ALABAMA FARMERS FEDERATION BOARD OPPOSES RILEY TAX PLAN
MONTGOMERY, Ala.-- The Board of Directors of Alabama Farmers Federation adopted the following position June 30 on the Riley Tax Plan:
Our organization, which represents 440,000 members, was not allowed the opportunity to offer meaningful input in developing the tax package offered by Governor Riley to the legislature. The Alabama Farmers Federation was prepared to assist the governor in developing fundamental change in government that would lead to greater efficiency, more accountability and additional revenue should that be proven necessary. If we had been allowed to be a part of the process, perhaps the end result would have been a package more compatible with the farmers, homeowners and working people of Alabama whom we represent.
After being omitted from the pre-legislative process, we worked diligently with lawmakers to amend the bills so they would be more acceptable to our membership. Unfortunately, our efforts fell far short of our expectations and those of the membership we serve. After the legislature passed the $1.2 billion tax increase, we surveyed hundreds of leaders within our organization by mail. Since the governor has postured the package so that citizens must vote for all of it, or none of it, the result of our leadership survey showed 84 percent against the Riley plan, 9 percent for and 7 percent undecided.
Our concerns include:
--The plan calls for a record tax increase of $1.2 billion, double what the governor himself says he needs to balance the budget. Many believe the tax hike may reach $1.8 billion to $2.0 billion, which would triple the amount said to be needed to balance the budget.
--The plan does not take into account the $230 million the governor says he has saved since he came into office, nor the $270 million the federal government is sending back to Alabama, nor the estimated $100 million increase from annual reappraisals the governor has ordered. That in itself would almost balance the budget without raising taxes.
--It places an unfair share of the tax increase on our farmers, homeowners and working families. State taxes on farms and homes will go up 300 percent or more. It cuts the state tax rate in half but increases the tax base ten times by assessing property at 100 percent of value instead of the present 10 percent. It eliminates classes of property at the state level, resulting in lower property taxes on major utility companies but increasing taxes on farms and homes.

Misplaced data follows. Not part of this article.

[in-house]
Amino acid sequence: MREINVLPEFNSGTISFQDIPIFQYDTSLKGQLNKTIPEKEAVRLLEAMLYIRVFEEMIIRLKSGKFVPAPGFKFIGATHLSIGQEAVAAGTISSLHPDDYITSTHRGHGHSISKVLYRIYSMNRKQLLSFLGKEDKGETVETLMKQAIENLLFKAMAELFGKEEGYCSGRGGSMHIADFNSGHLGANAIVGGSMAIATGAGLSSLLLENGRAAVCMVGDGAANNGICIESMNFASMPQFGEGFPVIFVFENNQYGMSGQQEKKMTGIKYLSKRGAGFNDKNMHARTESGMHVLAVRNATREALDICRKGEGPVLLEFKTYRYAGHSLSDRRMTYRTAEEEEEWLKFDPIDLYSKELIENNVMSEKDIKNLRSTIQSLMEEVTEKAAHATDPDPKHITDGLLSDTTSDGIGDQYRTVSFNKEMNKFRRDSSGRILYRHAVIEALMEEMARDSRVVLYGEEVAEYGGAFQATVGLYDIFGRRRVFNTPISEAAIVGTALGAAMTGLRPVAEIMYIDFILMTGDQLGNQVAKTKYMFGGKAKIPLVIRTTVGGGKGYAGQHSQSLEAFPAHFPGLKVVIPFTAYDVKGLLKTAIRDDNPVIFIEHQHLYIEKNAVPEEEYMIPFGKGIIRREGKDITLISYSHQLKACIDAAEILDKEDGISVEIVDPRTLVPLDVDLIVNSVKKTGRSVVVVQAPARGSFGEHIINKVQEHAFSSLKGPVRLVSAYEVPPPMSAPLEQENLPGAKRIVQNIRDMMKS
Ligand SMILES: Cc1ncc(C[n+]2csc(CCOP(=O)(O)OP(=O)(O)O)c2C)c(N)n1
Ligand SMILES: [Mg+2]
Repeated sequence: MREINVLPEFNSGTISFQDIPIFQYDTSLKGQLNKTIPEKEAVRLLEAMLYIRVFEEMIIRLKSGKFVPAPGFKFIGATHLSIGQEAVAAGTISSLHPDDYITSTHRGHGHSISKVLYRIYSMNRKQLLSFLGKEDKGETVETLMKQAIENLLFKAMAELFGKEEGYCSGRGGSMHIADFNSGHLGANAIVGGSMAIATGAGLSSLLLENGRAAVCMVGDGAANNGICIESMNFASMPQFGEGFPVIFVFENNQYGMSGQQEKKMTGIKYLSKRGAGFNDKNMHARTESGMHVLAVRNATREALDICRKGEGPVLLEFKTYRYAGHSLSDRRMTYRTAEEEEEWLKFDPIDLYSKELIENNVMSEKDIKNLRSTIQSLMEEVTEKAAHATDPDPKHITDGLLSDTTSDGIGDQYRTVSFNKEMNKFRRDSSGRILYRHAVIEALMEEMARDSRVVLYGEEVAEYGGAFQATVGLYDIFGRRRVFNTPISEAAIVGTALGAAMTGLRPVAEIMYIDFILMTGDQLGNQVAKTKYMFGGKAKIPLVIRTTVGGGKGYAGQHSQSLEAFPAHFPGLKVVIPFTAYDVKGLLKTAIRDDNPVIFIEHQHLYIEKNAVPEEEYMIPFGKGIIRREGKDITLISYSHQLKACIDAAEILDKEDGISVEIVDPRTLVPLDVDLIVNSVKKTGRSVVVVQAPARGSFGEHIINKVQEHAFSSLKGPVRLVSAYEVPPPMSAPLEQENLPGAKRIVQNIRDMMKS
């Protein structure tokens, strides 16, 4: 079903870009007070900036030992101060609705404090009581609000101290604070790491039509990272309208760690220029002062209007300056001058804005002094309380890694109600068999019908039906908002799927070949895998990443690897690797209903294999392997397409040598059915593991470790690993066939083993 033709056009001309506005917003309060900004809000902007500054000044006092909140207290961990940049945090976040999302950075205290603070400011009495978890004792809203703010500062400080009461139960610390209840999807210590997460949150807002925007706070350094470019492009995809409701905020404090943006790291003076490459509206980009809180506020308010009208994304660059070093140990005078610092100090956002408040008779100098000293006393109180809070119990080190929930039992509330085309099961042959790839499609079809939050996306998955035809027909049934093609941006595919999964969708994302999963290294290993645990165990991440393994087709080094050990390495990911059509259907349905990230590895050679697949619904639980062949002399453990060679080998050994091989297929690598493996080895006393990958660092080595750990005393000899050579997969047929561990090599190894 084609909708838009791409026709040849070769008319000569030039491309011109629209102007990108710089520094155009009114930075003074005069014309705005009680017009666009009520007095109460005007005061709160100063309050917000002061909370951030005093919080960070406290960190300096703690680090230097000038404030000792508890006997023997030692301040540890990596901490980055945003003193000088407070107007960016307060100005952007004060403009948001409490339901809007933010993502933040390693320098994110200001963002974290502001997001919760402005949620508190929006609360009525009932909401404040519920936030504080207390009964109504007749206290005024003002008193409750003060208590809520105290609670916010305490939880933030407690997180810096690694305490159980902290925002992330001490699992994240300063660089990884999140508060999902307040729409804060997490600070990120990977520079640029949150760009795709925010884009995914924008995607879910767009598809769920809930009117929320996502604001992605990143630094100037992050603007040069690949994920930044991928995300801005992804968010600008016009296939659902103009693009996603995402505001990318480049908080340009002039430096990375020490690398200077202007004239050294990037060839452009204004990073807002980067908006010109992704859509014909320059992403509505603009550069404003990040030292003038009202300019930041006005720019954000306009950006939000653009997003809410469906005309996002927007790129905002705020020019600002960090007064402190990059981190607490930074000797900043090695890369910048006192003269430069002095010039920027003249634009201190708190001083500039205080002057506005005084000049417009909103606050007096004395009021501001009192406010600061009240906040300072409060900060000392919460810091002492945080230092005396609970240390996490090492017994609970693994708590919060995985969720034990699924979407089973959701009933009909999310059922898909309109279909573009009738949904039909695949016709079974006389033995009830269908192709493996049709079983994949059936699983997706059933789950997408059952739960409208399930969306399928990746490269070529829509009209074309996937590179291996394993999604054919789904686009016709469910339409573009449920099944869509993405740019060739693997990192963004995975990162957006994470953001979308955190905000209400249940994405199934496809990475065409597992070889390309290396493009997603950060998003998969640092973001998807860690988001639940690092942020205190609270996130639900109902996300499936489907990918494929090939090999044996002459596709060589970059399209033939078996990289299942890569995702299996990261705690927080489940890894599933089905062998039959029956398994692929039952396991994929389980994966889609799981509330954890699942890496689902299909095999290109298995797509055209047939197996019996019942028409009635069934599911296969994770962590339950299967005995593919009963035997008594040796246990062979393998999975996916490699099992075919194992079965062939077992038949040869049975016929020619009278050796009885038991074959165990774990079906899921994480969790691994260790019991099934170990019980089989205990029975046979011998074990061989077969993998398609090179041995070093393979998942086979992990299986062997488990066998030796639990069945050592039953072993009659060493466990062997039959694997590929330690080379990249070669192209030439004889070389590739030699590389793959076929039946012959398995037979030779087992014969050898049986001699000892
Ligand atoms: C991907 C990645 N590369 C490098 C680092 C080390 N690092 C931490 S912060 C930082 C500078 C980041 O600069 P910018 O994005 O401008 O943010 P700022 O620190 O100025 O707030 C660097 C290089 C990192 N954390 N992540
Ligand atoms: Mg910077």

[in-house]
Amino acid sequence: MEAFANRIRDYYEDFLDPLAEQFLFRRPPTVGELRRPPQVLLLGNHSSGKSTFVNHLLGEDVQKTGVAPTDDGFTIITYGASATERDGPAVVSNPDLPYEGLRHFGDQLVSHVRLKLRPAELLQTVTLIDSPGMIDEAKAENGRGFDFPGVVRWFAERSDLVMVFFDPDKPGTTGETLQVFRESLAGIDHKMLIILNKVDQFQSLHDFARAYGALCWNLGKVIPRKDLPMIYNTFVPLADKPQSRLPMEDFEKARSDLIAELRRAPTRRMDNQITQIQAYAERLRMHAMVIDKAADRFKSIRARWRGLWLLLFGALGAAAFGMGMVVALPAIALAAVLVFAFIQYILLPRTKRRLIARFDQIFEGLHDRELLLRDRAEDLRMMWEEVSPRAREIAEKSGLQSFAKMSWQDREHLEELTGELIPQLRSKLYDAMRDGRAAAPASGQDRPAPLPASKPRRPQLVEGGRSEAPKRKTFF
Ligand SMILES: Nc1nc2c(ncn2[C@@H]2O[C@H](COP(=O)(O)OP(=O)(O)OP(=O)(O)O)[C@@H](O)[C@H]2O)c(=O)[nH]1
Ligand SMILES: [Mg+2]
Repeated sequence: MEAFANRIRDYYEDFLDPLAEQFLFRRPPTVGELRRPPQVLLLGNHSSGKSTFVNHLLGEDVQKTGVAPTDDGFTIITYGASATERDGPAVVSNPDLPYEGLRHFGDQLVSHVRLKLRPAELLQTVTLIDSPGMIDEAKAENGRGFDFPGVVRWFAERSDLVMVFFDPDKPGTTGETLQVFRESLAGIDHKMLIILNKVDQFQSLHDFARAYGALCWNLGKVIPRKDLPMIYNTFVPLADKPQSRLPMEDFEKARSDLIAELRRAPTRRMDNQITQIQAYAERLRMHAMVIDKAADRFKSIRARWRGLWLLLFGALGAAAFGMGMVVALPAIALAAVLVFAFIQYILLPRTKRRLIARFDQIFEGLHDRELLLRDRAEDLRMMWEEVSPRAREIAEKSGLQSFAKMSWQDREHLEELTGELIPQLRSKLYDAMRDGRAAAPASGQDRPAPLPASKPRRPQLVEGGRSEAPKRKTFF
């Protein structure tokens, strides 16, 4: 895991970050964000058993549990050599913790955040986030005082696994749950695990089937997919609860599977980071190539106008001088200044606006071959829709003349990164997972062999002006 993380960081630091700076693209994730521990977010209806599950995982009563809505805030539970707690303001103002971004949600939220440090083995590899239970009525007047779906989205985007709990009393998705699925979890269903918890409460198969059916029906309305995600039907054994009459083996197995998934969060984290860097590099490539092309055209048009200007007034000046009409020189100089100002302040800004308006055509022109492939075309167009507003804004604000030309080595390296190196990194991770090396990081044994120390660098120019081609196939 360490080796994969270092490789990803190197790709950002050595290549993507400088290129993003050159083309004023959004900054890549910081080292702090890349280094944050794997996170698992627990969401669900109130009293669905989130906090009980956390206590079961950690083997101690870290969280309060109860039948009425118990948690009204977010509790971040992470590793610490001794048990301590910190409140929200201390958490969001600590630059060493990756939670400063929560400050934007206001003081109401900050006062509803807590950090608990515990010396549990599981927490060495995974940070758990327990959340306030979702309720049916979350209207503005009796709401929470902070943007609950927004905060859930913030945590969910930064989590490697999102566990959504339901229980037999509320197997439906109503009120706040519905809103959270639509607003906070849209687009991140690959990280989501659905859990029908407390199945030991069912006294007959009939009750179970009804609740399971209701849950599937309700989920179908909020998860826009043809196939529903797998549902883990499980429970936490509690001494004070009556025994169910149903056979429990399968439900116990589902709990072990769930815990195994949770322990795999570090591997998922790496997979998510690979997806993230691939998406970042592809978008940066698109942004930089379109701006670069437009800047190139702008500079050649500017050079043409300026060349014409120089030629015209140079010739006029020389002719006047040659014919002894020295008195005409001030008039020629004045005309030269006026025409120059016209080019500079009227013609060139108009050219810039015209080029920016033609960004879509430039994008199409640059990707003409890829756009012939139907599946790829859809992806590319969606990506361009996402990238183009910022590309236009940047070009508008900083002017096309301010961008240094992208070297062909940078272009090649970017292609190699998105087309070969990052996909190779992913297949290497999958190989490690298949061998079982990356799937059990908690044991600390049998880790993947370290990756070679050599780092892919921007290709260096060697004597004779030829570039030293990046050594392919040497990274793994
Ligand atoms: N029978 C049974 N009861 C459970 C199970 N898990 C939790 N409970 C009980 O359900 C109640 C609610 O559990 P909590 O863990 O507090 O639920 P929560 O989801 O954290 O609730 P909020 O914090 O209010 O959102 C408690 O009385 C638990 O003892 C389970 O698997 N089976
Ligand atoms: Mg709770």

--It limits claiming "current use" values on acreage over 2,000. Some of Alabama's most productive farms are more than 2,000 acres. In high land market areas, losing current use could force these acreages into development because the farmers could not afford to pay taxes based on speculative market value.
--The accountability provisions in the package are a step in the right direction but only a small step. There is only a token effort at unearmarking. It amounts to only a small percentage of revenues and includes a loop hole that allows the legislature to re-earmark these revenues, if it chooses.
--We support legislation which would require budgets to be based on the previous year's revenue instead of projections of revenue. This was not included in the package. Prior-year budgeting almost guarantees the elimination of proration. This was a major part of the governor's campaign platform that we supported.
--We believe such a tremendous tax increase will be a detriment to the overall economy of Alabama. A study by Beacon Hill Institute in Boston, Mass., points this out, saying 24,000 jobs will be lost, investments will decline $331 million and disposable income for Alabamians will decline $2.29 billion. At least one major company in the Montgomery area has announced it is reconsidering expansion due to the tax proposal. Economists at the Federal level are cutting taxes to boost the economy while the Riley Plan proposes raising Alabama's taxes.
--Almost 90 percent of this tax increase will be borne directly by farmers, homeowners and working families that our organization represents. We do not believe our members can, or should, withstand such a disproportionate and unfair increase in taxes.
Therefore, the Board of Directors of Alabama Farmers Federation opposes the Riley Plan to be voted on September 9 and asks that its members be given a voice when the governor's administration begins work on "Plan B."